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Founded in 1904 and headquartered in Farmington Hills, Michigan, USA, the American Concrete Institute is a leading authority and resource worldwide for the development, dissemination, and adoption of its consensus-based standards, technical resources, educational programs, and proven expertise for individuals and organizations involved in concrete design, construction, and materials, who share a commitment to pursuing the best use of concrete.
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Home > Publications > International Concrete Abstracts Portal
The International Concrete Abstracts Portal is an ACI led collaboration with leading technical organizations from within the international concrete industry and offers the most comprehensive collection of published concrete abstracts.
Title: Fatigue Design Considerations for Reinforcement in Concrete Bridge Decks*
Author(s): Neil M. Hawkins
Publication: Journal Proceedings
Appears on pages(s): 104-115
Keywords: bendhq (reinforcing steels);bridge decks;bridges (structures);concrete finishes (hardened concrete);corrsion;crackinq (fracturing);cyclic loads;epoxy resins; exposure;fatigue (materials); fatigue tests;impact;loads (forces);plastics, polymers, and resins.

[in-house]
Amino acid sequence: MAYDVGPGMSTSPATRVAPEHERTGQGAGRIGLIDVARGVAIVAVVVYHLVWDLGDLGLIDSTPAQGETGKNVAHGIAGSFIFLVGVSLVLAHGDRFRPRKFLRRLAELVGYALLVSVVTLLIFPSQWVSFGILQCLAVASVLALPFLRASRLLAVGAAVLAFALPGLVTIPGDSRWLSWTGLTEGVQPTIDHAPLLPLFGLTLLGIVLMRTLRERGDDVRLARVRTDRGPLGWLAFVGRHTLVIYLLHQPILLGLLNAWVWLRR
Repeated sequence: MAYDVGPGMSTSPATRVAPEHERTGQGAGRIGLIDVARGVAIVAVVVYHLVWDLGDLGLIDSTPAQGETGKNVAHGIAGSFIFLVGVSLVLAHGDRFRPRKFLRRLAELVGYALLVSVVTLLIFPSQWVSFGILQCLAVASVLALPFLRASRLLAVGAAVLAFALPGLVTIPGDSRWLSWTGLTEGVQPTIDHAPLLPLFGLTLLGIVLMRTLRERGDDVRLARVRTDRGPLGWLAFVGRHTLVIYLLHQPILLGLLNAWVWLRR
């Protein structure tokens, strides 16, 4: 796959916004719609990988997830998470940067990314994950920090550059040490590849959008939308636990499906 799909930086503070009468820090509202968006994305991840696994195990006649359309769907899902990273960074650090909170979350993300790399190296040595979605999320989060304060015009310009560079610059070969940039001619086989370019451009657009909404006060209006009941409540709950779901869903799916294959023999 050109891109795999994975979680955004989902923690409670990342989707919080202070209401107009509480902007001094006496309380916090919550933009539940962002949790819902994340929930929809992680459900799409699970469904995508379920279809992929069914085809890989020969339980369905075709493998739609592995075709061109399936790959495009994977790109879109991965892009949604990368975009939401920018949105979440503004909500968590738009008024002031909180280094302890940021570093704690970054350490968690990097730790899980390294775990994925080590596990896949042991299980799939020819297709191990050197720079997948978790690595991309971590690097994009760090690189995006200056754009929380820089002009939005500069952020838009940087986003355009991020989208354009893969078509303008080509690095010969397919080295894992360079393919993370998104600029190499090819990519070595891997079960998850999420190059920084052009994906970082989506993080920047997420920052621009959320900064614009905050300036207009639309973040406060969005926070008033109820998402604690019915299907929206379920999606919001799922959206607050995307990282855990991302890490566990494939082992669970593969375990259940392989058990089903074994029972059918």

Abstract:Examines the realism of the 1973 AASHTO limitation on the allowable stress range for reinforcing bars in concrete bridge decks. Data are considered in turn for (I) the vehicle characteristics dictating the dominant stresses in bridge decks, (2) the factors governing the dynamic amplification of those characteristics, (3) prediction of reinforcement stresses caused by given loadings, and (4) fatigue damage characteristics for reinforcing bars, black, corroded, galvanized, epoxy coated, bent, and welded. It is shown to be unrealistic to evaluate the potential fatigue life of a bridge deck by routinely applying the provisions of the 1973 AASHTO bridge standards. For present loadings and reinforcement grades, fatigue will not be a problem unless the reinforcement is corroded, bent, poorly welded, or poorly galvanized. More realistic provisions would limit the stress range caused by moments, evaluated by the AASHTO standards for wheel loads equal to three-eighths of the legal tandem-axle load, to 21 ksi (430 kgf/cm2), for epoxy coated or black bars not exposed to corrosive influences, I9 ksi (I 300 kgf/cm2) for galvanized bars, and 17 ksi (1160 kgf/cm2) for black or galvanized bars exposed to corrosive influences.
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